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When I think of the book "Pope Joan", written by the amazing writer Donna Cross, I am filled with awe and pride. I myself believe the book's contents to have historical accuracy. After having done some extensive research on the subject of a previous female pope, I have come to the conclusion that the character Pope Joan did exist. If not with the same name, definitely with the same courage, power, and cunning. This character has come to be one of my biggest heroines. And, I couldn't have come up with a better writer to have portrayed her greatness. I have recommended this book to countless of other friends. As is to be expected, every female reader that I have come across with has been absolutely fascinated with "Pope Joan." For the opposite sex, however, they seem to find the book to "dull" or "fictitious". Nevertheless, this book belongs in every shelf of a women who has a little self esteem.
A Bookshelf Monstrosity
John, meet Joan...
I've always been a big fan of historical fiction and Pope Joan definitely delivers. I mean, a story about a female pope who might have existed? Bring it on!
Good history, poor writing
Joan is a very strong character. She is brave and educated in an age that saw an educated woman as unnatural and sinful. She also has a vast knowledge of medieval medicine which comes in handy later in the novel. The plot is action-filled; this is a book that sucks you in and can't be put down until it is done. Author notes in the back of the book are very informative about the Dark Ages and the church in Joan's time. I became so interested in the period while reading this book that I found myself researching the legend of Pope Joan...researching for fun! What is that?
One of the themes of the book is the idea of inner conflict, especially in regards to religious upbringing. Joan is the child of a pagan mother and a strict Christian father. She constantly struggles between faith and doubt and between her mind and heart.
The novel raises plenty of questions about women in the church both in the Dark Ages and today and whether Pope Joan even existed in the first place. I highly recommend this book for all historical fiction fans and those who enjoy a novel with a strong female protagonist.
The possibility of an early female Pope is fascinating and well-supported in this well-researched novel. Unfortunately, while Cross provides richly-detailed insight into 9th century European life and Catholic politics, she is very weak in characterization and story.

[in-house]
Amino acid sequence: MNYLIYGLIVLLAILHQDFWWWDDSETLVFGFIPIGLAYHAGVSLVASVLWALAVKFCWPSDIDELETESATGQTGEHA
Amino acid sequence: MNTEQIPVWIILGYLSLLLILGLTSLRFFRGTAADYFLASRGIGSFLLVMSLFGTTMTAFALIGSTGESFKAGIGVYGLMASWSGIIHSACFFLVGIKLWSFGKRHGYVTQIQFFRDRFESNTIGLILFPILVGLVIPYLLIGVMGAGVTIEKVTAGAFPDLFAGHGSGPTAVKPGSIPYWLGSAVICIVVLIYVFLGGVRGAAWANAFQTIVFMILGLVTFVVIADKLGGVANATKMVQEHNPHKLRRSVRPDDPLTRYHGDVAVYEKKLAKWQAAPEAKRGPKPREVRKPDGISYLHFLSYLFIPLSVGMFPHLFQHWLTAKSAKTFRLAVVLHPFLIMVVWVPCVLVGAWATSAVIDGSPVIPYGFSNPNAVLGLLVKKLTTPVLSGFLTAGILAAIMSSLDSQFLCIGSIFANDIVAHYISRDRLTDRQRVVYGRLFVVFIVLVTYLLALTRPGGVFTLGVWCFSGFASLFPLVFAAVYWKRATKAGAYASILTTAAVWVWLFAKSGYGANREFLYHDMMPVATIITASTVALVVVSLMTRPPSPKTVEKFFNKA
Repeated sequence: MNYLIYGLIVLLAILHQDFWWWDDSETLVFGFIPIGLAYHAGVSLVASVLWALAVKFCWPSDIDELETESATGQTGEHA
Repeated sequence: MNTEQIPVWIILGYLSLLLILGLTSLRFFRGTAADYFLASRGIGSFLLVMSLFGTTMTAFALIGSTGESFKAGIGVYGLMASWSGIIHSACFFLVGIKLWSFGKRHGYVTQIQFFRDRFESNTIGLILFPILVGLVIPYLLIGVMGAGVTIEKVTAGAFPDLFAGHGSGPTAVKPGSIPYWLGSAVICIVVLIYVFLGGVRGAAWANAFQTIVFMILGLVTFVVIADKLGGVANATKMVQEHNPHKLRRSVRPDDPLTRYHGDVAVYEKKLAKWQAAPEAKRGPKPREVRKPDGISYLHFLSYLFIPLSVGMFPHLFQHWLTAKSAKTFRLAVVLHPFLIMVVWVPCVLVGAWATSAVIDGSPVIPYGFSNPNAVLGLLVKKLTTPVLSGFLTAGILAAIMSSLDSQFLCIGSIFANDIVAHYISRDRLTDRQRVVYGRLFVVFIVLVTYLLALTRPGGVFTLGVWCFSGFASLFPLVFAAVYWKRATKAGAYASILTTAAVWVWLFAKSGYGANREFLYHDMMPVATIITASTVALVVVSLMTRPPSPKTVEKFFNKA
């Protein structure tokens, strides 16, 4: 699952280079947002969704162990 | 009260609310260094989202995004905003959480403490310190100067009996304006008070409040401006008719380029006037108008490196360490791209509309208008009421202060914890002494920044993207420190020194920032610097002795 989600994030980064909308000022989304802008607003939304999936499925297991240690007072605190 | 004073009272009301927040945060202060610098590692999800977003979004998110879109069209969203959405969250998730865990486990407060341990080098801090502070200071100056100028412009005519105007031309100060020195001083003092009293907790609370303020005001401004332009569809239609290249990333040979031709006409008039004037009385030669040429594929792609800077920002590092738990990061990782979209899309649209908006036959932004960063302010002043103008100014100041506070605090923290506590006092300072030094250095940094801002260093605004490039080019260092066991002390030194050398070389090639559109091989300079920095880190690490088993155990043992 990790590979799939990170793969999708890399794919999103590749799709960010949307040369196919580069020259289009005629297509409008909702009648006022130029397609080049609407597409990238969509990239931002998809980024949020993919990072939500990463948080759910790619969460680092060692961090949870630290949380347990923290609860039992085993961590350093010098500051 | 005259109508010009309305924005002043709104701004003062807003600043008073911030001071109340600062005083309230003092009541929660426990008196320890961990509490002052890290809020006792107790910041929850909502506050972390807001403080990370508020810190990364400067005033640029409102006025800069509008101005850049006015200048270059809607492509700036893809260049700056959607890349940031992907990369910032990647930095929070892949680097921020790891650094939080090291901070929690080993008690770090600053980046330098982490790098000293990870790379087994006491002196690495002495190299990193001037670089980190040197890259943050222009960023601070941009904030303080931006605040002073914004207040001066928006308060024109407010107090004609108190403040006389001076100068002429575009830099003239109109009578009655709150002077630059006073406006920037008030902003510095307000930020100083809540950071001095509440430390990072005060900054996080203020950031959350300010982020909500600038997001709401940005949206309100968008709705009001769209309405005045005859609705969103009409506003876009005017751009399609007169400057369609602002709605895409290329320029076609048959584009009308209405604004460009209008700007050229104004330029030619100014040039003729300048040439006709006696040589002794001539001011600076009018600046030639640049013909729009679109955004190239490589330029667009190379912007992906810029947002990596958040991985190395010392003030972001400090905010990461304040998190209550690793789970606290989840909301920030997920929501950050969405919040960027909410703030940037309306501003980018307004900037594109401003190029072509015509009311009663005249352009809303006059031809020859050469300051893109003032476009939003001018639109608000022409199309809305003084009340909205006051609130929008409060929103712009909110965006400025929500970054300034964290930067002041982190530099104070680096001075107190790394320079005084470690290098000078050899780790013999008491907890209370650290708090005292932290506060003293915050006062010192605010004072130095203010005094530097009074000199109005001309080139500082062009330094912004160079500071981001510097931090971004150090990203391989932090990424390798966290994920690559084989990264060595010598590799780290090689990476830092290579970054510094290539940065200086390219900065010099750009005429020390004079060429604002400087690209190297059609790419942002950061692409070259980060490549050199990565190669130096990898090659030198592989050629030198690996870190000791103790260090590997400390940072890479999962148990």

I kept rolling my eyes at the cliches. Rather than showing characters through their actions, Cross would describe them for us using broad generalizations. One page had seven exclamation points in the dialogue from various church authorities. And how lame was it to have fortune-teller predict the fates of Joan and Gisla?
I felt like I was reading a second-rate romance novel interlaced with a rich historical nonfiction work. I would rather Cross had written a long magazine article about what her research had taught her about the possiblity of a female Pope.
This story reads as though it could actually have been true.
And it keeps you interested the entire time because the woman
in the story could be any one of us, even now. Her determination
keeps the story on edge since you want to know what happens and how she is going to acheive it.
Very moving for me and I read alot of books. Some don't tell
as well of a story as this one.
An excellent book for a book discussion group. Lots of women's issues here and if you enjoy historical fiction this is perfect. Set in early medieval Europe and Italy the plot involves the legend of the first (and only) female pope. Did she really exist? A provocative question. The Catholic Church says no. What do you think?
I couldn't put this book down. Have recommended it to all my friends. A great read.